Let $f \colon \mathbb{R}_+ \to \mathbb{R}_+$ be a concave function.

Some academic paper mentioned that "locally Lipschitz continuity of $f$ is always satisfied when $f$ is concave."

I am wondering about if this statement is true.

The reason is that considering a concave function mapping from $\mathbb{R}_+$ to itself which is defined by $f(x) := \sqrt{x}$, this function is not Lipschitz continuous. $f$ becomes infinitely steep as $x$ approaches $0$ since its derivative becomes infinite. It also seems unlikely that $f$ is locally Lipschitz continuous.

Could anyone help to explain that whether the concavity of a function (or an operator) can imply the locally Lipschitz continuity please?

Thank you!

  • 1
    $\begingroup$ See here for a proof of the Lipschitz continuity of a convex function on an open interval. Same applies to concave functions (negative of a convex function). Note that a function can be convex on a closed interval but not continuous at an endpoint. $\endgroup$ – RRL May 1 '18 at 4:25
  • $\begingroup$ Thank you so much @RRL. I have seen your proof in that link, and it is a huge help! From the proof, I think the above statement only works when the domain of $f$ is $(0, \infty)$ and not works when the domain is $[0, \infty)$, may I ask that is my understanding correct please? Many thanks again:) $\endgroup$ – Paradiesvogel May 1 '18 at 4:55
  • $\begingroup$ I think you are correct. If convex or concave on an unbounded open interval then it is Lipschitz on any closed and bounded subinterval -- locally in the sense that the Lipschitz constant varies as the interval becomes larger. $\endgroup$ – RRL May 1 '18 at 5:13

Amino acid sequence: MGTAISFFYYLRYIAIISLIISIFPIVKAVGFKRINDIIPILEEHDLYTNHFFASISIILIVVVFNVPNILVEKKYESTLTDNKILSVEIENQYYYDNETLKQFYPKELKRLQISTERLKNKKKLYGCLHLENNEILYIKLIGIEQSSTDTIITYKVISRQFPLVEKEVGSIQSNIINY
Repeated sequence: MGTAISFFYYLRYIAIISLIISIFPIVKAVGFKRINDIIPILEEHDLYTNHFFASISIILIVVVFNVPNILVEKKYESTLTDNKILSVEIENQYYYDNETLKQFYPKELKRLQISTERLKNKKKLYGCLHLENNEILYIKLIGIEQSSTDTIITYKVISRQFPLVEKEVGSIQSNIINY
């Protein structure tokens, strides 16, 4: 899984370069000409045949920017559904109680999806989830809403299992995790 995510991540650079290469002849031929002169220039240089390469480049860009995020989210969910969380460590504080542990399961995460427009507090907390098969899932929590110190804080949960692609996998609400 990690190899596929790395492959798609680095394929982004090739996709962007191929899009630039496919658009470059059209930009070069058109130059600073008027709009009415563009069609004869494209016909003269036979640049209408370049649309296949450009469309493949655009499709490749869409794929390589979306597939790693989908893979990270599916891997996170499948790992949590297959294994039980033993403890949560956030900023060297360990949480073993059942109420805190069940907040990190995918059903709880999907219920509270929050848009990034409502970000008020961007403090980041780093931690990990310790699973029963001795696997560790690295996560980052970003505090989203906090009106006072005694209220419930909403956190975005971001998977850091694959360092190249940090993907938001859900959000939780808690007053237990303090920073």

• $\begingroup$ Thank you @RRL . But as we know, the function $f(x) := \sqrt{x}$ defined on $[0,1]$ is not Lipschitz continuous. Is $f$ locally Lipschitz continuous on $[0,1]$? $\endgroup$ – Paradiesvogel May 1 '18 at 5:17
  • $\begingroup$ For any given closed interval, a function could be convex but not Lipschitz or not even continuous (at the endpoint). If we take a convex, continuous and decreasing function on $[0,1]$ and assign a higher value at $0$ it would still be convex on $[0,1]$ but now with a jump discontinuity. No matter how we define the function for $x < 0$ it will not be convex on a bigger interval with $0$ in the interior. But if the closed interval is a subset of an open interval where the function is convex, then we get Lipschitz continuity on that closed interval. $\endgroup$ – RRL May 1 '18 at 5:26

The domain matters. The word "locally" is normally used when talking about a function defined on some open set. As a function on $(0, \infty)$, $\sqrt{x}$ is indeed locally Lipschitz.

This is true for functions on open subsets of $\mathbb{R}^n$ as well; see Every convex function is locally Lipschitz ($\mathbb{R^n}$)

False in infinite-dimensional spaces. Indeed, every linear functional $f:X\to\mathbb{R}$ is a convex function, but $f$ need not be continuous when $X$ is infinite-dimensional.

  • $\begingroup$ Well, it's an economics paper; I'm not surprised it fails to handle mathematical edge-cases correctly. $\endgroup$ – user357151 May 2 '18 at 0:07

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